The first time I heard this story, I was at the January Teachers College Reading and Writing Project Supper Club. Matt de la Peña was the featured guest, and he read the book aloud for the very first time to all who were in attendance. I was mesmerized by the story and illustrations of young Milo riding the subway with his sister.
I nodded at the deep knowing contained in his sketchbook drawings as he imagined the lives and stories of others riding in the same train car.
At the end– and never fear, there will be no spoilers here– my heart and eyes were flooded with love and tears respectively as Milo began to reimagine each of the riders’ stories, and for the message that we really can’t truly know anyone’s story by just looking at them. I immediately placed my pre-order and couldn’t wait until 2/2/21 when I could hold my very own copy in my hands.
Yesterday, my copy arrived and I took it out of the box and held it close. You see, this is not just a book about a creative boy doodling to pass the time, or a book you read once and then set back on the shelf. This is the story of a boy who is “a shook up soda” with “excitement stacked on top of confusion on top of love.” It’s about family, love, and an invitation to see the world in different ways. The pages of this book are based on Christian Robinson’s own life and they call us to notice something different and deeper each time we read, and to share it with others.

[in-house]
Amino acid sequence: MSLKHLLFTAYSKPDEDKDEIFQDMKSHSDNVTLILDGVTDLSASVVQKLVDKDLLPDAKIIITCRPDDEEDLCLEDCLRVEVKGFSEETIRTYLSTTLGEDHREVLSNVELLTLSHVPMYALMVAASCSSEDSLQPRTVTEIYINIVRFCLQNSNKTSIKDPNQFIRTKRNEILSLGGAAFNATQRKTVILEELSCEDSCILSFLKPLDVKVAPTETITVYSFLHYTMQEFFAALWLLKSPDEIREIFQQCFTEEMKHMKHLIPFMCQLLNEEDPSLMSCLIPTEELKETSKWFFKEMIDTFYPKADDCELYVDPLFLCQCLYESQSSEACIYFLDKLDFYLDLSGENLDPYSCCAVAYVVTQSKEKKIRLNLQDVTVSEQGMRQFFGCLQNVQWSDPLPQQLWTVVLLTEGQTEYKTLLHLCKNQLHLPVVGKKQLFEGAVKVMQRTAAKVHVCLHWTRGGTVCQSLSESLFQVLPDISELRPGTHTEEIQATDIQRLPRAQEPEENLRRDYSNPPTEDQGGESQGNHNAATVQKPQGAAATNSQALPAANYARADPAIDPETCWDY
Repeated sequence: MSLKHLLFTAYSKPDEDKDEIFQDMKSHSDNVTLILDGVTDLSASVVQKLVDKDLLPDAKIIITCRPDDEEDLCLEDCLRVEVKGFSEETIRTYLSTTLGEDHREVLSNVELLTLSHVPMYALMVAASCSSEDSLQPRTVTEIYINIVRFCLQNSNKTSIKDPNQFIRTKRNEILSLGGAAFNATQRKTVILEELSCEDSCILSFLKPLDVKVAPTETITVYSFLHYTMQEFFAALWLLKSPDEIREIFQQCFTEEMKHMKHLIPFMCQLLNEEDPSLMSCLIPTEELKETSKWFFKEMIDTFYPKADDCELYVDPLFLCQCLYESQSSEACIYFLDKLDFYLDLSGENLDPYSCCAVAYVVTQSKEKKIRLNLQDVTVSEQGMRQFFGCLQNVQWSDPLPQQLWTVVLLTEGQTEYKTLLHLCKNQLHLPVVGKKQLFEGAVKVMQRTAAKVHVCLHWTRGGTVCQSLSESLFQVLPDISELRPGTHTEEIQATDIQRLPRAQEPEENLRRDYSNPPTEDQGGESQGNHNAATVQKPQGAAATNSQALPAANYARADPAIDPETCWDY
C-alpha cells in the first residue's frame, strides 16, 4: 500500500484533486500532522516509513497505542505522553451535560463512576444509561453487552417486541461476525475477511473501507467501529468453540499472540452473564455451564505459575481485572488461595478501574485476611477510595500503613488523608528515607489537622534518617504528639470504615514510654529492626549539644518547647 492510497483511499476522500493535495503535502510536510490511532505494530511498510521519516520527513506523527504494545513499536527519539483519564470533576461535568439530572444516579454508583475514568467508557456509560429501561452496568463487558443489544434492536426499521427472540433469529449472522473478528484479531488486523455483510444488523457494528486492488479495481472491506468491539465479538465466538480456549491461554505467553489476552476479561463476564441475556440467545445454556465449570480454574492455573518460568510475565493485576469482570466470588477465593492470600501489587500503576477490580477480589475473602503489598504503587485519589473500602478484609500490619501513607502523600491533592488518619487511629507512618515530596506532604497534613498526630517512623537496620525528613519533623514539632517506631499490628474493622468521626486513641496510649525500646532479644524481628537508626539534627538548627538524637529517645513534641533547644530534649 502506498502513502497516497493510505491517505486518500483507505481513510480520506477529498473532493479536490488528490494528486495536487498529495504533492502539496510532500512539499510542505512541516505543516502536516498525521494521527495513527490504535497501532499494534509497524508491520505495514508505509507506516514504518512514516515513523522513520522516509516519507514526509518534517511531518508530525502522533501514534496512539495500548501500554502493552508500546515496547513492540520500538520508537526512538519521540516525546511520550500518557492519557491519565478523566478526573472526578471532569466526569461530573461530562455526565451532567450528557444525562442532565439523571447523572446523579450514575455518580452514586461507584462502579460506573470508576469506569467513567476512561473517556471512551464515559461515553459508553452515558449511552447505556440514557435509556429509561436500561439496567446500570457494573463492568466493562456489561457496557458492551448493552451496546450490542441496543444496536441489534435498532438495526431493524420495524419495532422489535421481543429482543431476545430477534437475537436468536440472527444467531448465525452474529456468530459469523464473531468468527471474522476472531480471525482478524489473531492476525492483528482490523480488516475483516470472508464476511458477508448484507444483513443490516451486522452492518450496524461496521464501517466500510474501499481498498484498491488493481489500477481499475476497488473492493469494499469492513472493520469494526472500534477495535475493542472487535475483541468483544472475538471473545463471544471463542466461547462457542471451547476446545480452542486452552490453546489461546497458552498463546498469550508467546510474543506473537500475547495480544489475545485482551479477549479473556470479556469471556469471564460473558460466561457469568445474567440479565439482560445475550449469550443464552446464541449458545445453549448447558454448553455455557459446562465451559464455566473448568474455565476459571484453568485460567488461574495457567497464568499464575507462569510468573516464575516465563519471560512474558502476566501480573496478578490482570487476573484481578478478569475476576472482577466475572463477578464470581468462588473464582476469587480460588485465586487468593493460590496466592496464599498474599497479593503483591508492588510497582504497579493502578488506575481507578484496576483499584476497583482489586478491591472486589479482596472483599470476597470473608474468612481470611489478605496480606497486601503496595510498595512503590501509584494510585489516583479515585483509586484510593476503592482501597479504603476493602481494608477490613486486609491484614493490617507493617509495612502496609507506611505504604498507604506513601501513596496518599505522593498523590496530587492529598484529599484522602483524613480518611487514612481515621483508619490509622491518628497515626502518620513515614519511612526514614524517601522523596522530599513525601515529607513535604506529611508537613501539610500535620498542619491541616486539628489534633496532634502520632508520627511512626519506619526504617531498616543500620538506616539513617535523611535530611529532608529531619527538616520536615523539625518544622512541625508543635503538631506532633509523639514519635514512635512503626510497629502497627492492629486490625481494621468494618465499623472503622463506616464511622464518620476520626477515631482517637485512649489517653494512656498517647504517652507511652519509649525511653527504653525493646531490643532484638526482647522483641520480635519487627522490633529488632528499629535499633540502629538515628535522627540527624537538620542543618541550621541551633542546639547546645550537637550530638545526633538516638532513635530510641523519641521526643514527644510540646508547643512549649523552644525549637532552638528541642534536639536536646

This book is truly something special and I have no doubt that Caldecott and Newbury will agree this time next year.
To learn more about Christian Robinson and his collaboration and friendship with Matt de la Peña, check out the video below.
“Our stories matter, especially those that we don’t always see..”